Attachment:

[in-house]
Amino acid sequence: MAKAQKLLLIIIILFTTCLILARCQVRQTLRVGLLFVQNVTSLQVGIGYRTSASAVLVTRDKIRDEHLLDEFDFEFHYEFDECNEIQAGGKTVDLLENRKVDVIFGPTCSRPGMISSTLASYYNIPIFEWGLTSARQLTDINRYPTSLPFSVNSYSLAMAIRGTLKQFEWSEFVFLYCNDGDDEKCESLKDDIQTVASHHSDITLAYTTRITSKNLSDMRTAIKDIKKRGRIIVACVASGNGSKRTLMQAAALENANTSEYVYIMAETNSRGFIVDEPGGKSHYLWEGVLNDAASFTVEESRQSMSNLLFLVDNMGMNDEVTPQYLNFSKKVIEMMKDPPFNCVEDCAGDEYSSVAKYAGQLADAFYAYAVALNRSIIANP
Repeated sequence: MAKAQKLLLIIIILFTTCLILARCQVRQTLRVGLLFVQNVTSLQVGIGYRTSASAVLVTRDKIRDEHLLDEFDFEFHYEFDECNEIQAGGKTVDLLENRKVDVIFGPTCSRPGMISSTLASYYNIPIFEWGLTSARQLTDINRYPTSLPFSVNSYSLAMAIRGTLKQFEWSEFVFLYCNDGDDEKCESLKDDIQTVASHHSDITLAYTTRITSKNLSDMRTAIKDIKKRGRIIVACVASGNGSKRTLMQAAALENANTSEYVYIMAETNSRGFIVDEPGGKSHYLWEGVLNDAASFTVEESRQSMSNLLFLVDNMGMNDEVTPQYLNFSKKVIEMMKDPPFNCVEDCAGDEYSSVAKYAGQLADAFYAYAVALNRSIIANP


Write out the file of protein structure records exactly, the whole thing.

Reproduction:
[in-house]
Amino acid sequence: MAKAQKLLLIIIILFTTCLILARCQVRQTLRVGLLFVQNVTSLQVGIGYRTSASAVLVTRDKIRDEHLLDEFDFEFHYEFDECNEIQAGGKTVDLLENRKVDVIFGPTCSRPGMISSTLASYYNIPIFEWGLTSARQLTDINRYPTSLPFSVNSYSLAMAIRGTLKQFEWSEFVFLYCNDGDDEKCESLKDDIQTVASHHSDITLAYTTRITSKNLSDMRTAIKDIKKRGRIIVACVASGNGSKRTLMQAAALENANTSEYVYIMAETNSRGFIVDEPGGKSHYLWEGVLNDAASFTVEESRQSMSNLLFLVDNMGMNDEVTPQYLNFSKKVIEMMKDPPFNCVEDCAGDEYSSVAKYAGQLADAFYAYAVALNRSIIANP
Repeated sequence: MAKAQKLLLIIIILFTTCLILARCQVRQTLRVGLLFVQNVTSLQVGIGYRTSASAVLVTRDKIRDEHLLDEFDFEFHYEFDECNEIQAGGKTVDLLENRKVDVIFGPTCSRPGMISSTLASYYNIPIFEWGLTSARQLTDINRYPTSLPFSVNSYSLAMAIRGTLKQFEWSEFVFLYCNDGDDEKCESLKDDIQTVASHHSDITLAYTTRITSKNLSDMRTAIKDIKKRGRIIVACVASGNGSKRTLMQAAALENANTSEYVYIMAETNSRGFIVDEPGGKSHYLWEGVLNDAASFTVEESRQSMSNLLFLVDNMGMNDEVTPQYLNFSKKVIEMMKDPPFNCVEDCAGDEYSSVAKYAGQLADAFYAYAVALNRSIIANP